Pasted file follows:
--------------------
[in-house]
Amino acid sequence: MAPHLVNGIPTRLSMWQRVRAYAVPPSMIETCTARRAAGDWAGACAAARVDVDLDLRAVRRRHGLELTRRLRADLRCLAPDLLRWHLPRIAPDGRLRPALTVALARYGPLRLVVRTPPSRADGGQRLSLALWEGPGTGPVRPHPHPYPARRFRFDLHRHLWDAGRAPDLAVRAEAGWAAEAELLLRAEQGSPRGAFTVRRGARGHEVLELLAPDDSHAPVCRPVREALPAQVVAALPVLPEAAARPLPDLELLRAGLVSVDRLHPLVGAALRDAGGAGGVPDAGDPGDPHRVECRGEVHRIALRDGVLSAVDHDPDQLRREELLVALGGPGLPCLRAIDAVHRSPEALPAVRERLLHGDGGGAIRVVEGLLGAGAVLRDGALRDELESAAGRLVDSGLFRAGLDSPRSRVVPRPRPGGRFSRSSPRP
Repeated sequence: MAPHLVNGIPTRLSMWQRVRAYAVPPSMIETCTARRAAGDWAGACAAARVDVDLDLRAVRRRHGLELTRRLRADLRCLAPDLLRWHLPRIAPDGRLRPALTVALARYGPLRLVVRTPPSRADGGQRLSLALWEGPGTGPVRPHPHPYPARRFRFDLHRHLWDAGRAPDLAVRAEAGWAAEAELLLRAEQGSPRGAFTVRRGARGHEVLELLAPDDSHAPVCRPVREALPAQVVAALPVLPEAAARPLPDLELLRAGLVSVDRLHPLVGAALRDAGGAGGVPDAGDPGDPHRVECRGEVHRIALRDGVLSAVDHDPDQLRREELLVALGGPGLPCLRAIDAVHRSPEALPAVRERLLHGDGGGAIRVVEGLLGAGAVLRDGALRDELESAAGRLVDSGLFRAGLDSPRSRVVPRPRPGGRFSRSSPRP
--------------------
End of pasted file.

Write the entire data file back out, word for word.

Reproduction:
[in-house]
Amino acid sequence: MAPHLVNGIPTRLSMWQRVRAYAVPPSMIETCTARRAAGDWAGACAAARVDVDLDLRAVRRRHGLELTRRLRADLRCLAPDLLRWHLPRIAPDGRLRPALTVALARYGPLRLVVRTPPSRADGGQRLSLALWEGPGTGPVRPHPHPYPARRFRFDLHRHLWDAGRAPDLAVRAEAGWAAEAELLLRAEQGSPRGAFTVRRGARGHEVLELLAPDDSHAPVCRPVREALPAQVVAALPVLPEAAARPLPDLELLRAGLVSVDRLHPLVGAALRDAGGAGGVPDAGDPGDPHRVECRGEVHRIALRDGVLSAVDHDPDQLRREELLVALGGPGLPCLRAIDAVHRSPEALPAVRERLLHGDGGGAIRVVEGLLGAGAVLRDGALRDELESAAGRLVDSGLFRAGLDSPRSRVVPRPRPGGRFSRSSPRP
Repeated sequence: MAPHLVNGIPTRLSMWQRVRAYAVPPSMIETCTARRAAGDWAGACAAARVDVDLDLRAVRRRHGLELTRRLRADLRCLAPDLLRWHLPRIAPDGRLRPALTVALARYGPLRLVVRTPPSRADGGQRLSLALWEGPGTGPVRPHPHPYPARRFRFDLHRHLWDAGRAPDLAVRAEAGWAAEAELLLRAEQGSPRGAFTVRRGARGHEVLELLAPDDSHAPVCRPVREALPAQVVAALPVLPEAAARPLPDLELLRAGLVSVDRLHPLVGAALRDAGGAGGVPDAGDPGDPHRVECRGEVHRIALRDGVLSAVDHDPDQLRREELLVALGGPGLPCLRAIDAVHRSPEALPAVRERLLHGDGGGAIRVVEGLLGAGAVLRDGALRDELESAAGRLVDSGLFRAGLDSPRSRVVPRPRPGGRFSRSSPRP